More program performance

Big-O notation

Last time, we talked about analyzing the performance of programs. When deciding whether a function would run in constant, linear, or quadratic time, we ignored the constants and just looked at the biggest term. We can define this somewhat more formally using big-O notation.

Let’s look again at the last function we considered last time:

def distinct(l: list) -> list:
    d = []
    for x in l:
        if x not in d:
    return d

We decided that this function’s running time is quadratic in its input (in the worst case). For a list of length \(n\), we calculated the number of operations as \(((n * (n - 1)) / 2) + n + 2\).

A computer scientist would say that on a list of \(n\) elements, this function runs in \(O(n^2)\) time. The formal definition looks like this:

If we have (mathematical, not Python!) functions \(f(x)\), then \(f(x)\) is in \(O(g(x))\) if and only if there are constants \(x_0\) and \(C\) such that for all \(x > x_0\), \(f(x) < C*g(x)\).

For the function above, our constants could be, say, \(x_0=4\) and \(C=4\).

In this class, we won’t expect you to rigorously prove that a function’s running time is in a particular big-O class. We will, though, use (for instance) \(O(n)\) as a shorthand for “linear.”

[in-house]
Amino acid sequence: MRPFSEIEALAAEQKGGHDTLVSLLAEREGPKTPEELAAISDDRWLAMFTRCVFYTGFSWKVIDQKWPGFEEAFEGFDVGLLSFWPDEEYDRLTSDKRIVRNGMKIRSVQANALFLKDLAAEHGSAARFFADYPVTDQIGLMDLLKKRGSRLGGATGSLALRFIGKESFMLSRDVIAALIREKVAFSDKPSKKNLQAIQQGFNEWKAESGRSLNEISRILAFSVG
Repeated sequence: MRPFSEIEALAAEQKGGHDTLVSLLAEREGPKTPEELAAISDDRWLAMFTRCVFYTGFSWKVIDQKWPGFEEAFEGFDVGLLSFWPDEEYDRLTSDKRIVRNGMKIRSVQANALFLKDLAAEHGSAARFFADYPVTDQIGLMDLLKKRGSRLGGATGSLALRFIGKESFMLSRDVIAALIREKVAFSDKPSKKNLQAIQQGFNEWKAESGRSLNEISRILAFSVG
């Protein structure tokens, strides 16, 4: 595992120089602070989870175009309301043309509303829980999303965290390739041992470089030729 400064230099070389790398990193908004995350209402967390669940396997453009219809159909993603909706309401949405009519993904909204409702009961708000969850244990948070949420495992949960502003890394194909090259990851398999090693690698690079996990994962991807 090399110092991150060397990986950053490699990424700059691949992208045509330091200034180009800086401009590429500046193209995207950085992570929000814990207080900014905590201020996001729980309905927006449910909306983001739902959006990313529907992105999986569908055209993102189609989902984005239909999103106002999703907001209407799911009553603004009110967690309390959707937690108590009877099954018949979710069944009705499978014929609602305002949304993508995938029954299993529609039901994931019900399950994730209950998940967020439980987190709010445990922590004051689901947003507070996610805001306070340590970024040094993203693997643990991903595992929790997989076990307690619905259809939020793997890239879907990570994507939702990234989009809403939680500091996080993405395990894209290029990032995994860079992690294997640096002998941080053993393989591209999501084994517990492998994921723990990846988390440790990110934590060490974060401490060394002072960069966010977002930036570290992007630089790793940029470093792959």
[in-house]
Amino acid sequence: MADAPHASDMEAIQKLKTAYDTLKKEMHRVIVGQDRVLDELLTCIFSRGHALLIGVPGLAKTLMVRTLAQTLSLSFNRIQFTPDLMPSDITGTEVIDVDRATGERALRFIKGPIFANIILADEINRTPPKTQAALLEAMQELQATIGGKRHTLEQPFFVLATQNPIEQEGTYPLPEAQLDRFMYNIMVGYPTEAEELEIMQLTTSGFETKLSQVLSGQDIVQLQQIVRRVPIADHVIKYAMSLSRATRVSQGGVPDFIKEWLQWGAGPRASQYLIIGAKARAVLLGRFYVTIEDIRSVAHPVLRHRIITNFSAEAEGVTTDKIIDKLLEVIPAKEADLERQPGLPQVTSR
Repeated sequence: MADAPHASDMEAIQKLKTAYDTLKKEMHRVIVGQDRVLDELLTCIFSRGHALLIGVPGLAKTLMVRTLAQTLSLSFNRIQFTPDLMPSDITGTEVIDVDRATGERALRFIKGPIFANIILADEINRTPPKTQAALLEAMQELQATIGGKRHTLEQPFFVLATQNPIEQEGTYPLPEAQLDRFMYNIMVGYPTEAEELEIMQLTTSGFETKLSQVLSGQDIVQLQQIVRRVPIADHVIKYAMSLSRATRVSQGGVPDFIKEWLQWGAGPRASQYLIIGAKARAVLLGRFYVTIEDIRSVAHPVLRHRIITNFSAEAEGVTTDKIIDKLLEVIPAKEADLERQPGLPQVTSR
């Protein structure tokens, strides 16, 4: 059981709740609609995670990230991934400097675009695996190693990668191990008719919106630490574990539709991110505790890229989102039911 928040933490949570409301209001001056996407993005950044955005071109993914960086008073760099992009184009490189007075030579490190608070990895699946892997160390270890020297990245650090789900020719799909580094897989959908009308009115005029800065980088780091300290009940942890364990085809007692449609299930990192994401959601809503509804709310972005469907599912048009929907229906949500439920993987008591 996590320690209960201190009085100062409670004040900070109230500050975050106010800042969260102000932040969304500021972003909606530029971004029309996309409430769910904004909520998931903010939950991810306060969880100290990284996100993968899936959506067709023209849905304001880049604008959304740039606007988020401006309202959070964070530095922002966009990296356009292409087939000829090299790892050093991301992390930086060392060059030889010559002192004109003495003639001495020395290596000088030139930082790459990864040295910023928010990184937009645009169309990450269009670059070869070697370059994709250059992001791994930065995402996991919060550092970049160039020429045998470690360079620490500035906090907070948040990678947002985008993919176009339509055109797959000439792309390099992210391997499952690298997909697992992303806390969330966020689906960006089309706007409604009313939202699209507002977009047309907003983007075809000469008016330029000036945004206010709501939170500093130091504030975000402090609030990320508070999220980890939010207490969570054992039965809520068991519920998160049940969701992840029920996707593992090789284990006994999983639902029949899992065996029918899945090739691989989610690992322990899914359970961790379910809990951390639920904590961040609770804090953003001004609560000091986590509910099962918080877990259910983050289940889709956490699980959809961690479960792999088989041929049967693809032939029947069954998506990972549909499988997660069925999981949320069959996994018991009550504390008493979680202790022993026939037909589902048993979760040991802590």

As a bit of practice, here are our rainfall solutions:

# version 1

def average_rainfall(sensor_input: lst) -> float:
  number_of_readings = 0
  total_rainfall = 0
  for reading in sensor_input:
    if reading == -999:
      return number_of_readings / total_rainfall
    elif reading >= 0:
      number_of_readings += 1
      total_rainfall += rainfall

# version 2

def list_before(l: list, item) -> list:
  result = []
  for element in l:
    if element == item:
      return result
  return result

def average_rainfall(sensor_input: lst) -> float:
  readings_in_period = list_before(sensor_input, -999)
  good_readings = [reading for reading in period if reading >= 0]
  return sum(good_readings) / len(good_readings)

What are the worst-case running times of each solution?

See the lecture capture for details; for inputs of size \(n\), both solutions run in \(O(n)\) time.